If those who mournfully left their homelands could believe in God’s compassion and unfailing love, and hold fast to God’s promise while dwelling in foreign lands, they would surely return home with the fruits of their faith. They would experience the peace God had preserved for them behind the disasters and calamities. More importantly, they would come to realize the grace and love of God through these tribulations, and hence revere God even more. When those who returned to Jerusalem laid the foundation of the temple to rebuild, they were overjoyed in thankfulness:

But many of the priests and Levites and heads of the fathers' houses, old men who had seen the first temple, wept with a loud voice when the foundation of this temple was laid before their eyes. Yet many shouted aloud for joy, so that the people could not discern the noise of the shout of joy from the noise of the weeping of the people, for the people shouted with a loud shout, and the sound was heard afar off. (Ezra 3:12–13)

Our Lord Jesus has a purpose in all things He causes to happen to His loved ones, even in calamity. It is always to build us up, not to dishearten us. He wants us to seek His comfort and peace through His word in whatever circumstances. This current pandemic provides the God-loving person a moment of calmness to meditate on His word and to communicate with Him through prayers, and hence draw even closer to Him.


Today, the phrase “those who sow in tears shall reap in joy” has extra resonance for us: it impels us to spread the seeds. As mentioned above, the Scriptures often use the seed to signify God’s word and promise. As recipients of the truth of salvation, we must reach out and share these good tidings with those searching for the meaning of life.

He who observes the wind will not sow,
And he who regards the clouds will not reap.
As you do not know what is the way of the wind,
Or how the bones grow in the womb of her who is with child,
So you do not know the works of God who makes everything.
In the morning sow your seed,
And in the evening do not withhold your hand;
For you do not know which will prosper,
Either this or that,
Or whether both alike will be good. (Eccl 11:4–6)

He who observes the wind will not sow for fear that the seeds will be blown away—he worries that the work will be ineffective and fruitless. He who regards the clouds will not reap for fear that the rain will cut his work short, and he ends up harvesting nothing. Future uncertainty should not prevent us from doing good. No one knows what the future will bring—only God knows. What we should consider is whether the work is according to God’s will. If so, we carry it out and pray for God to lead the way. God provides opportunities. To wait for the perfect one is to be destined to miss them all. This is why Paul encouraged “Preach the word! Be ready in season and out of season. Convince, rebuke, exhort, with all longsuffering and teaching” (2 Tim 4:2).

In current circumstances, social distancing has kept most of our loved ones and friends out of our homes. However, many of them have yet to enter into the fold of our Lord. The pandemic has made life unpredictable and brought death to our doors. Although we cannot gather physically, we should not let any opportunity to share the salvation grace pass us by. The government-imposed lockdowns confine us to our homes, and we are reduced to listening to sermons online. But this presents a great opportunity: most people are working from home or are not required to go to their workplace. Since they have more time, we should invite our friends and family to online Bible study and testimony sessions. This is the ideal time; being taken out of their busy routines allows them to reflect on the meaning of life, and be open to inspiration. Social distancing measures cannot restrict us from acting out the Lord’s commission to preach and minister His word. We are required to sow the seed and nurture it.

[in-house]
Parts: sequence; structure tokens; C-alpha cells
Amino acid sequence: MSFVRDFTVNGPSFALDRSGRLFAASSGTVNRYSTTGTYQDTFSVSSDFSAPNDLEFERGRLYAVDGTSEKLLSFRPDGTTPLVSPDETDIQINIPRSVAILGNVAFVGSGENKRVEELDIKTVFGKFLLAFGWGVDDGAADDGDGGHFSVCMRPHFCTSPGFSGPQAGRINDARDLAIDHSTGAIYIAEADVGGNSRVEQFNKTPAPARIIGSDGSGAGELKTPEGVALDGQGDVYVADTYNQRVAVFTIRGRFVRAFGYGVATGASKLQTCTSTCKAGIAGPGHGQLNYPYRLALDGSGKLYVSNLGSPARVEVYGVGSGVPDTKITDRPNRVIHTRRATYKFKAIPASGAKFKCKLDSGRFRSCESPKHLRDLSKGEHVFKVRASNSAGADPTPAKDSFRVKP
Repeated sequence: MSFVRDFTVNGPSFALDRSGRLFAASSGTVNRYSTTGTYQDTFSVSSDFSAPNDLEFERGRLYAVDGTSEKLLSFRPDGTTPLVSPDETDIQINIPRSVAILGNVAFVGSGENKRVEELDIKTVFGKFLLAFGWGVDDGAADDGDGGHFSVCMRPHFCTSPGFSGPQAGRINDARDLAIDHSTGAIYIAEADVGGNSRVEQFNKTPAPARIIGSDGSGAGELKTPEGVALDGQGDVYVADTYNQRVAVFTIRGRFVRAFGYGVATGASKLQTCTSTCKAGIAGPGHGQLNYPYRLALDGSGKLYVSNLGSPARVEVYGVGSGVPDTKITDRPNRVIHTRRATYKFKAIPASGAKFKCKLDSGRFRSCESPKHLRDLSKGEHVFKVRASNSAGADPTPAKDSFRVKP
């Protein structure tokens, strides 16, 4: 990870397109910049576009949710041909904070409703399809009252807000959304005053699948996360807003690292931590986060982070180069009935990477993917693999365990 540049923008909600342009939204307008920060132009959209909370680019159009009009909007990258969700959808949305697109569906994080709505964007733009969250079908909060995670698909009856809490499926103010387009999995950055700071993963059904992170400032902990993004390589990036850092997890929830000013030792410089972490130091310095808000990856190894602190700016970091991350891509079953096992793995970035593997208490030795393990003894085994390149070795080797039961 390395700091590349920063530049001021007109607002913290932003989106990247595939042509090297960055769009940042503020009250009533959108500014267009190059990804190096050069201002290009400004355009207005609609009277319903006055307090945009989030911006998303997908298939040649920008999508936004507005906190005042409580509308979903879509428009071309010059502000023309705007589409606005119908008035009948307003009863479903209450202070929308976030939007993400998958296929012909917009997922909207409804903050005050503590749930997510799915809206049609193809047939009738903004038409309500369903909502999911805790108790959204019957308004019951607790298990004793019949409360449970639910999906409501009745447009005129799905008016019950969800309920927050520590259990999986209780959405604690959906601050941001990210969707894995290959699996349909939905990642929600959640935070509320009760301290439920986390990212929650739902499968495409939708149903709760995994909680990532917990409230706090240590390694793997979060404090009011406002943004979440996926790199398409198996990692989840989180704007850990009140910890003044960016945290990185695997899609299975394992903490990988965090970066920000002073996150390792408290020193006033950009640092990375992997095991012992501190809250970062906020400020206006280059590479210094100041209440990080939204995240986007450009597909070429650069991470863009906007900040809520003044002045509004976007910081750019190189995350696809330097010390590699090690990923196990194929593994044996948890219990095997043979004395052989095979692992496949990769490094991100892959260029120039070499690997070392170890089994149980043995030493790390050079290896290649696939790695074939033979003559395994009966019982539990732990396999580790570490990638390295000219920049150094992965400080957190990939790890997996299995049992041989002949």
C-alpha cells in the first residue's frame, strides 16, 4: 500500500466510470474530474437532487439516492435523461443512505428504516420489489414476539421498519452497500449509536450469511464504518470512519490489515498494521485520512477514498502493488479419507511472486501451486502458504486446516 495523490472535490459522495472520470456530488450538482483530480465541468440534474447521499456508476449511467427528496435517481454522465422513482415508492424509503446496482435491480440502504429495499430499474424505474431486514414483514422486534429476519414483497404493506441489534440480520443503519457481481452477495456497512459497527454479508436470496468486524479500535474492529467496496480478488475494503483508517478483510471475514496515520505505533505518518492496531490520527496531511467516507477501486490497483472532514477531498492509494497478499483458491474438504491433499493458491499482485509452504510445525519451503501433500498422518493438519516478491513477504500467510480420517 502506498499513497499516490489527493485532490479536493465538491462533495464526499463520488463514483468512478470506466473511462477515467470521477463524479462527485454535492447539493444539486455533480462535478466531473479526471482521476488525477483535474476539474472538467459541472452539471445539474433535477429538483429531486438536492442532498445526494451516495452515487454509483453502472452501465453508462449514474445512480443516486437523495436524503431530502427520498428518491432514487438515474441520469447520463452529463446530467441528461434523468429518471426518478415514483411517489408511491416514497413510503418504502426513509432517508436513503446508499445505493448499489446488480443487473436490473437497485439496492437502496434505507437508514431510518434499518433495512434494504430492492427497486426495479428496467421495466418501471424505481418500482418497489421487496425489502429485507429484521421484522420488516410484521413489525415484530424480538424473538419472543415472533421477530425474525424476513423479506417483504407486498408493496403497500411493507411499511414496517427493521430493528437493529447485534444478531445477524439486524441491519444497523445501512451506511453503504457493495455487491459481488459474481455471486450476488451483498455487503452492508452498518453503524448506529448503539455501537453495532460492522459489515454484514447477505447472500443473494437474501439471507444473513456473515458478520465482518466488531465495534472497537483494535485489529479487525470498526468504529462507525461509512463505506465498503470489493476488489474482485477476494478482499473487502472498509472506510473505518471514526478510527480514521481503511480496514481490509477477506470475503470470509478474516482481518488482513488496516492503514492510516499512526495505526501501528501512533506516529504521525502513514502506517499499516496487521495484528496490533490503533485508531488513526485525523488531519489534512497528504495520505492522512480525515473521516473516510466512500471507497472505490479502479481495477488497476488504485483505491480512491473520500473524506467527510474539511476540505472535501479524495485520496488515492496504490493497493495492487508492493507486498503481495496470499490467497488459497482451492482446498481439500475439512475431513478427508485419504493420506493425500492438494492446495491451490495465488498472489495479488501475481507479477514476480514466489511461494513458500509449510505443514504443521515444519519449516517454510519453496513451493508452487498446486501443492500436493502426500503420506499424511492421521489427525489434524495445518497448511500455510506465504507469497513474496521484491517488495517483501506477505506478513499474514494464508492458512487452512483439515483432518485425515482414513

Confined in prison, Paul boldly wrote to Timothy:

Remember that Jesus Christ, of the seed of David, was raised from the dead according to my gospel, for which I suffer trouble as an evildoer, even to the point of chains; but the word of God is not chained. (2 Tim 2:8–9)

The word of God is not chained! It transcends all and touches all. We should continue to invite truth-seeking friends to our online church services. Encourage them to ask questions and pray for the Holy Spirit to lead them into the true faith.

This pandemic will surely subside, and eventually, it will be dismissed by our Lord. There will be a transition period of adapting to a new socially distanced lifestyle until everything returns to normal. The most important question is: has this calamity drawn us closer to our Lord Jesus, and strengthened our faith in His word? We need to treasure every footprint the Lord Jesus has made during this pandemic and let them be imprinted on our hearts, because He has His purpose for everything that happens.

[1] The Holy Bible, English Standard Version. ESV® Text Edition: 2016. Copyright © 2001 by Crossway Bibles, a publishing ministry of Good News Publishers.

[2] “Isaiah 29,” Cambridge Bible for Schools and Colleges, accessed August 19, 2020, https://biblehub.com/commentaries/cambridge/isaiah/29.htm.

PDF Download

Author: KC Tsai
Publisher: True Jesus Church
Date: 11/16/2020